Kentucky Trivia ● Kentucky Tweets
Localtonians wish a Happy Birthday to La Grange native Jack Retherford Starkey, born in 1922. Better known as Buddy Pepper, the pianist, songwriter, arranger, and actor wrote several songs for Universal Pictures.
April 21, 1939, the Jackson County Deputy Sheriff hit John Y. Brown, a candidate for the Democratic nomination for governor, in the jaw. Brown went to McKee to represent two Union organizers arrested by Sheriff Pence. The charges included “banding and confederating, driving drunk, carrying concealed deadly weapons, and illegally transporting liquor.” Mr. Brown said a near free-for-all happened in the County Judge’s office and ended with “about eight deputy sheriffs pointing guns at me.” Sheriff Pence, a coal operator, owned a fleet of coal trucks, and arrested the organizers, however, he was not in the brawl. The Sheriff went missing a few days after the arrest. Brown lost the election.
On April 21, 1952, Lexington seized and destroyed thirteen slot machines at several American Legion lodges. Meanwhile, 2,000 slot machines stayed in limbo after the F.B.I. seized them in Eastern Kentucky.
April 21, 1961, police arrested 21 African-Americans for picketing six Louisville downtown eating establishments for three and a half hours. They sat in the restaurants, refused service, and told to leave each one.
April 21, 1985, Governor Martha Layne Collins visited Panama with U.S. Congressmen and Generals to see firsthand the 12 Kentucky guardsmen involved in the “Blazing Trials” training exercise that built local roads.
April 21, 1990, Racing Hall of Famer Go for Wand won the Ashland Stakes 11 days after taking the Beaumont Stakes. Keeneland offered its 1st simulcast race during a live card, the Arkansas Derby (G2). The 1-5 Go for Wand lost the Kentucky Oaks 13 days later.
April 21, 1993, the government’s key witness, former lobbyist John W. “Jay” Spurrier III, testified about behind-the-scenes legislative maneuvering. The prosecutors laid the groundwork to show how former House Speaker Don Blandford sold his influence for $1,500.
April 21, 2000, Governor P. Patton changed his mind and signed a bill into law that would significantly increase state legislators’ pensions. Patton stated earlier he would veto the measure because it was snuck in at the last minute and had no discussion.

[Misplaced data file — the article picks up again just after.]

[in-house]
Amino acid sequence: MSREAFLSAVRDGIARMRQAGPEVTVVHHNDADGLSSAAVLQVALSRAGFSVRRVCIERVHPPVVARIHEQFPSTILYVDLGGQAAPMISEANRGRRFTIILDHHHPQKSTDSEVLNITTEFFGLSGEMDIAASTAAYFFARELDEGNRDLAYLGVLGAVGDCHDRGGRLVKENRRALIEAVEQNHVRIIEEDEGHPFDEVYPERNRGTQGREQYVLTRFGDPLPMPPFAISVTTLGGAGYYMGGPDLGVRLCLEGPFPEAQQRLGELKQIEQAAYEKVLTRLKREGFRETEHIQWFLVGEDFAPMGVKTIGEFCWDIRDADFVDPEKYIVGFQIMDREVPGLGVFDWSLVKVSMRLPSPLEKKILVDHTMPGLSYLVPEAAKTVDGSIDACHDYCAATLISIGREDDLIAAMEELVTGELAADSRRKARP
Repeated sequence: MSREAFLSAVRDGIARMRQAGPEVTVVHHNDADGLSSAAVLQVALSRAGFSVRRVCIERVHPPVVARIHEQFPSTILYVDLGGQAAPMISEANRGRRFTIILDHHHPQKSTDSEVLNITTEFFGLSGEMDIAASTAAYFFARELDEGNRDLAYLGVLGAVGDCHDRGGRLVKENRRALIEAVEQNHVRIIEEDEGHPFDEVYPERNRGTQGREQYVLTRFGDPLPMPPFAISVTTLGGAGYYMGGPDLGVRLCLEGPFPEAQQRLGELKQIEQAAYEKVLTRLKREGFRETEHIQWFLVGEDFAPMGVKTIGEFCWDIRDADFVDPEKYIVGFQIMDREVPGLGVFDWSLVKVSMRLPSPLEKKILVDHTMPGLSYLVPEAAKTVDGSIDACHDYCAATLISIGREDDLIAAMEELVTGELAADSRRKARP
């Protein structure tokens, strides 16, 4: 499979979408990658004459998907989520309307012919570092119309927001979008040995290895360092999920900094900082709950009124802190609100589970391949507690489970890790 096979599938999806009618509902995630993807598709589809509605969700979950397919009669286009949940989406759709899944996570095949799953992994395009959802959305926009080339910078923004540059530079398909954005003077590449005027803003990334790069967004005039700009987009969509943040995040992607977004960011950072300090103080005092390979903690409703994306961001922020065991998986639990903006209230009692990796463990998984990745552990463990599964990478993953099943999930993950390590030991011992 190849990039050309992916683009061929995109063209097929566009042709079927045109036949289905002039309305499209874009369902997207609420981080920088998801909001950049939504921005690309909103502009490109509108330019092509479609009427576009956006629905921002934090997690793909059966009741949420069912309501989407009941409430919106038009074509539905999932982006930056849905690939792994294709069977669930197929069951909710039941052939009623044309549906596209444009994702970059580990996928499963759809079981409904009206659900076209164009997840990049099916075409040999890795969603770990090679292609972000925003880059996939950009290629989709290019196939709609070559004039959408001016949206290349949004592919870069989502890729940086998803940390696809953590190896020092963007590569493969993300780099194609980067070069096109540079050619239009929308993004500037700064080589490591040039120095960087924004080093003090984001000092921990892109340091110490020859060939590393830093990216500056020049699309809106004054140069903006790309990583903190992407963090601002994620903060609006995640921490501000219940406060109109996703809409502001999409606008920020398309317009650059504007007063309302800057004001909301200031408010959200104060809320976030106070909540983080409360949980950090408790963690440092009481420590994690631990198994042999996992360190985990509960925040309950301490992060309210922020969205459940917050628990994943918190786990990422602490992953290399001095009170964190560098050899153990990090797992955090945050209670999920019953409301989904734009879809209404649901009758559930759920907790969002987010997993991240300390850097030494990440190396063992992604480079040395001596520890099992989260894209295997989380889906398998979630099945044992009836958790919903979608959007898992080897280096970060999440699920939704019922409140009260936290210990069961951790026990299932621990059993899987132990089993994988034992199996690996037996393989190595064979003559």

April 21, 2010, LG&E reported one of their ash ponds, at the Cane Run Road plant, leaked into the Ohio River. Monitoring wells indicated that 1,200 pounds of ash a day escaped through the bottom of the ash pond.
On April 21, 2014, Kentucky used 438,000 tons of salt and spent $68 million to keep the roads clear and safe for travelers, about 1.5 times the average amount. In addition, the recorded 31 snow and ice events used 2,000 employees and 1,065 snow plows. The most expensive winter came 2010-11 when we spent $74 million and used 450,000 tons of salt.
On April 21, 2015, Franklin County indicted nine people for stealing $100,000 in bourbon. Officials recovered 18 barrels from Wild Turkey in Anderson County and Buffalo Trace in Frankfort. The case received national attention in 2013 when 195 bottles of Pappy Van Winkle went missing.
April 21, 2019, the 2017 agriculture census showed more women and young people were farming in Kentucky. Small and larger corporate farms increased; however, fewer middle-size farms stopped existing. The overall value of the state economy topped $5.7 billion, up $5 billion from 2012.
On April 21, 2020, the state announced expanded testing for the coronavirus in Somerset, Pikeville, Paducah, and Madisonville. The goal was to test 1,000 people a week at each site for the next five weeks to test 20,000 Kentuckians.
April 21, 2020, officials discovered earlier known U.S. coronavirus deaths in California on February 6 and February 17, making them the earliest known pandemic victims in the U.S. Meanwhile, Kentucky announced 17 new coronavirus deaths; 13 were nursing home residents. The totals included 33,328 Kentuckians tested, 3,192 positive, and 171 deaths.
April 21, 2021, Kentucky reported that several state workers cheated the unemployment system during the Covid-19 lockdown in 2020 and received over $116,000 while working full-time. Kentucky’s had an inadequate unemployment system for the pandemic, and this theft added insult to injury. Meanwhile, the governor continued his hard push for the experimental vaccine, “This virus isn’t going away. We have to come together to stop it. We have the power to stop this pandemic now, and the way we can do that is getting vaccinated.”
April 21, 2022, Governor A. Beshear, through Twitter, announced four steps to move medical cannabis forward in the commonwealth. If the General Assembly finally approves it in 2024, the pension crisis may be the driving force.